An artist is an artist... knows no religion

By Rajiv Shah
It was, I presume, 1981. MF Husain had put up an unusual exhibition, about which none now seems to remember. Critics had said he had gone "pop." Put up at Lalit Kala Akademi, New Delhi, the exhibits were, if I remember correctly, colour photographs he had clicked. There was, perhaps, some collage work in the exhibits, too. A young journalist with Link weekly, I dashed into Husain and asked him for an interview, to which he readily agreed. "Link is here, I will talk to you later, friends", he told those present, and we went and sat in his legendary black Fiat, which he had used as a canvas to paint on. Husain's "pop" realism had impressed me, especially a photograph which, I vaguely remember now, showed large number of film posters pasted on a well next to the railway station, with a cobbler or some other person down below doing his job.
While talking to Husain, it never occurred to me that I was interacting with a Muslim. In fact, belonging to an artists' family (my parents taught art education at the Faculty of Fine Arts for nearly 25 years at Jamia Millia Islamia), I always thought that an artist is an artist, he has no religion. One of our best family friends in my childhood was J Sultan Ali, a renowned artist, who used mythological images in his paintings. As a school-going child, I distinctly remember frequenting his house near Bhogal, at a place then identified as Nizamuddin Mod in Delhi, and how he used to pen his folk images. Animals, humans, trees, as if, jostled for space in the paintings he inked. I called his daughter Mumtazben and treated her as my elder sister. She was older by several years and studied in my school Sardar Patel Vidyalaya. I read somewhere recently that Ali - who bid adieu to Delhi and settled down in Cholamandal Artists' Village, Chennai in late 1960s - was a Gujarati Khoja. But I doubt my parents ever knew he was one.
Years have passed by since then. If one wishes to be heard that an artist has no religion, it appears, one has put extra effort to emphasize this aspect, whether it is Gujarat or Delhi. Though I have very little of artist in me, I was attracted to Nabibakhsh Mansoori in Gandhinagar, where I am based now. Mansoori is a young and upcoming painter who has held successful exhibitions of his oils in most parts of India, and abroad. Some of his paintings have used mythical images of Radha and Krishna. I can see a change in me, decades later. When I talk to him, frankly, I have to keep in mind that I am talking to a Muslim who is using Hindu images. "No, they are not Krishna and Radha per se", he tells me, smiling. "I have used them as ordinary humans in real life. The image of Krishna symbolizes the ordinary shepherd in our villages", he adds.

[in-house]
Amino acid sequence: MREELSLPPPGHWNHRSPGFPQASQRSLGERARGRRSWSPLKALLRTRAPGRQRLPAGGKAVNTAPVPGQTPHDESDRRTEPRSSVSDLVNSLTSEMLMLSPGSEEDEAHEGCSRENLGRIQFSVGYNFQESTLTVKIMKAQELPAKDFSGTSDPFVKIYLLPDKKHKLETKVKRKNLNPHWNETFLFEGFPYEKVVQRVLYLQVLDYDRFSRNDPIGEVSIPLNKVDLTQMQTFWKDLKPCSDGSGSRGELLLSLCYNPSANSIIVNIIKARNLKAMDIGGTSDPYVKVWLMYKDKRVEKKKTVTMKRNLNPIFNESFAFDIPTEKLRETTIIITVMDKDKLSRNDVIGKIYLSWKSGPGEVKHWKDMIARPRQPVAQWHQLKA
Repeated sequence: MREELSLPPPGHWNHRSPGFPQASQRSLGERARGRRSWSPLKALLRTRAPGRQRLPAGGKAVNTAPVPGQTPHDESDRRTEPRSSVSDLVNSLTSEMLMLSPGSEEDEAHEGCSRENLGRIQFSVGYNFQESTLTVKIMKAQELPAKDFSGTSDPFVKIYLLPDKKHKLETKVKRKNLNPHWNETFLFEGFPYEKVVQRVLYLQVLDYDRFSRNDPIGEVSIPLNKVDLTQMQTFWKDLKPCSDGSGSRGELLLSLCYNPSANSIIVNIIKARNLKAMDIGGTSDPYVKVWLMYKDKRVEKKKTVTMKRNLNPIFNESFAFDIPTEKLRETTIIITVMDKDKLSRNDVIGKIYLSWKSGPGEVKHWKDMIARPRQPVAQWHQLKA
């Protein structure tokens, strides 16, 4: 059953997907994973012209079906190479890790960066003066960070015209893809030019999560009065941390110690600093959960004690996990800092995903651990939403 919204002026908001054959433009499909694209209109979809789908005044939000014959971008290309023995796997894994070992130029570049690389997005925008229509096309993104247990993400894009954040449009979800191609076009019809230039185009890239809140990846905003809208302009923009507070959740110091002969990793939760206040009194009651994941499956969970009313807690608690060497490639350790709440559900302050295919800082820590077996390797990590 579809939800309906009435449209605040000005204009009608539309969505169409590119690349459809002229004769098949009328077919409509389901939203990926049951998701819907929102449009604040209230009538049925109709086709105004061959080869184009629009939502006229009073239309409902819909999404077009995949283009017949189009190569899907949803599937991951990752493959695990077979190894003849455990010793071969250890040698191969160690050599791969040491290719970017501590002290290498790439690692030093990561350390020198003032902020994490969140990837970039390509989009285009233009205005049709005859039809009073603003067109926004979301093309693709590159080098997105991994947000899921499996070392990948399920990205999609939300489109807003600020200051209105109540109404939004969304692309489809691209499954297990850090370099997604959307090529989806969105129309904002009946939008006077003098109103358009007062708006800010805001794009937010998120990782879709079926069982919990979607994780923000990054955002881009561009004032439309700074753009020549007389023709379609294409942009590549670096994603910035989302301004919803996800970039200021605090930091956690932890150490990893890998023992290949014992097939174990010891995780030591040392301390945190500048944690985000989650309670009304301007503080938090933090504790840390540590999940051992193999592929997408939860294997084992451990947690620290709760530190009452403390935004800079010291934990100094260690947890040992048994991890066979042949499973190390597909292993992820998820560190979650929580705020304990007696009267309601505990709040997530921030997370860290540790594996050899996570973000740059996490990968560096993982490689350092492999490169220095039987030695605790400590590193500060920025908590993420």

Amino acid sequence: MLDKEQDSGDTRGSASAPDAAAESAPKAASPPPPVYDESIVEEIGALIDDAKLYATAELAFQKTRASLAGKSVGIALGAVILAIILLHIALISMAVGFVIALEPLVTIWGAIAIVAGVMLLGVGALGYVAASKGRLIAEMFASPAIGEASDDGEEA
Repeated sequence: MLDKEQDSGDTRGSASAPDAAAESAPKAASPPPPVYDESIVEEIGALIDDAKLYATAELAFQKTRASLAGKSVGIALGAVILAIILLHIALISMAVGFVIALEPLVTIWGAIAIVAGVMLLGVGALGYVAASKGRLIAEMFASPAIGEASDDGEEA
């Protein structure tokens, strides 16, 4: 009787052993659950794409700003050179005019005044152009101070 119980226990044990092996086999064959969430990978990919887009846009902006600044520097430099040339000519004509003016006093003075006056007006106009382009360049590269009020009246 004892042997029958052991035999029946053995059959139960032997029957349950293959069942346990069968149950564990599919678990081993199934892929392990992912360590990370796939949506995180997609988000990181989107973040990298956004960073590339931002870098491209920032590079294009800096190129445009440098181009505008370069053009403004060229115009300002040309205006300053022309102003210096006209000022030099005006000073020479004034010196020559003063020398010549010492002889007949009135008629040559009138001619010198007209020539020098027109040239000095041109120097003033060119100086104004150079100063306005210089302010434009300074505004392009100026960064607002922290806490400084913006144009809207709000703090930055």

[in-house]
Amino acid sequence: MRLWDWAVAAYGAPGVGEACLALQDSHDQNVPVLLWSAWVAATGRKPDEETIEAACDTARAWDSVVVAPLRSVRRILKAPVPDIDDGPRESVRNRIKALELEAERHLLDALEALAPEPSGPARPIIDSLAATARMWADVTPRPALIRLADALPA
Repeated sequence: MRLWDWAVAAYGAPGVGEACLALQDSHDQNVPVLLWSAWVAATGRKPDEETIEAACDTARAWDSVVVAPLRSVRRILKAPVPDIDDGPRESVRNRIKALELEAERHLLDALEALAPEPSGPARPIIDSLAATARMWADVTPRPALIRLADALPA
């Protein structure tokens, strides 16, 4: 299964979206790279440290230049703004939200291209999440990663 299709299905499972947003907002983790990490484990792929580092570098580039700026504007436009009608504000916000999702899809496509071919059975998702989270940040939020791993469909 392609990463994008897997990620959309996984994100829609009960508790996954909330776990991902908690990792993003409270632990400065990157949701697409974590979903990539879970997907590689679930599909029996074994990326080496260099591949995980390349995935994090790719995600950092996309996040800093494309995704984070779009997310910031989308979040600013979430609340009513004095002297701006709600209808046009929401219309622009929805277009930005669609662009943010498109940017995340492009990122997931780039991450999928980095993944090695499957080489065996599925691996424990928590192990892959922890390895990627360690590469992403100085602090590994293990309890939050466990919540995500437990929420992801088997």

Indeed, we live in a divided world, more divided than three decades ago. If a Muslim artisan makes portraits of Hindu deities, he is considered "secular". That is supposed to be the artisan's credential of being part of the so-called mainstream. If Husain paints Indira Gandhi in the image of Durga, it is a great work of art. But the moment he creates his own personal image of Saraswati, it is supposed to be a sacrilege. Extremists destroy the painting calling it a "Muslim" painter's indecency, an attack on "Hindu culture", a natural reaction to an immoral act. Even the then political leadership condoned the event, which took place in late 1990s. In its extreme form, the so-called Newtonian "action-reaction theory" was revived in 2002 by the perpetrators of the Gujarat riots. And, The Times of India wrote extensively on it.
Husain is no more. Mansoori, who has met him several times, in Ahmedabad, Mumbai and London, is obviously sad that one of his mentors has passed away. Mansoori is a man of few words. He doesn't talk much, except art. The last time Mansoori met Husain was six years ago, in Mumbai. Aware that it was a question being posed to an artist who is supposed to be a Muslim, I ask Mansoori what he thought of the dastardly attack on Husain's work. "I posed the question to Husainsaheb once. The answer was quite straight. He told me, we should look forward, not backward. We must keep working, without thinking about what had happened. Then we talked on many things, art, artists, everything, but didn't recall the event", says Mansoori. There is reason to wonder. Why couldn't one allow the artist to use his freedom for himself and look forward, without calling him words? Artist is an artist, not a political animal. He has nobody to defend when his work is attacked.
A college friend, Biswaroop Das, who is professor at the Institute of Social Studies, Surat, had a chance meeting with an "old man" who had put up exhibition at the Jehangir Art Gallery in Mumbai in late 1970s. "I was told by a friend who accompanied me to the gallery to talk to the white bearded person. I thought why not, as his exhibition was on display. I didn't understand the paintings, so this man explained his paintings. The person talked to me, a complete novice in art, for about an hour, without any hitch. We also had snacks together, and parted company.
Before parting, he asked me how did I find the exhibits, and I said it was fine, though I didn't understand much of it. Coming out of the exhibition, I asked my friend who this person was. 'MF Husain, damn it', this friend declared. My mouth was wide open, I couldn't utter a word. He was so down to earth!", Das recalls.

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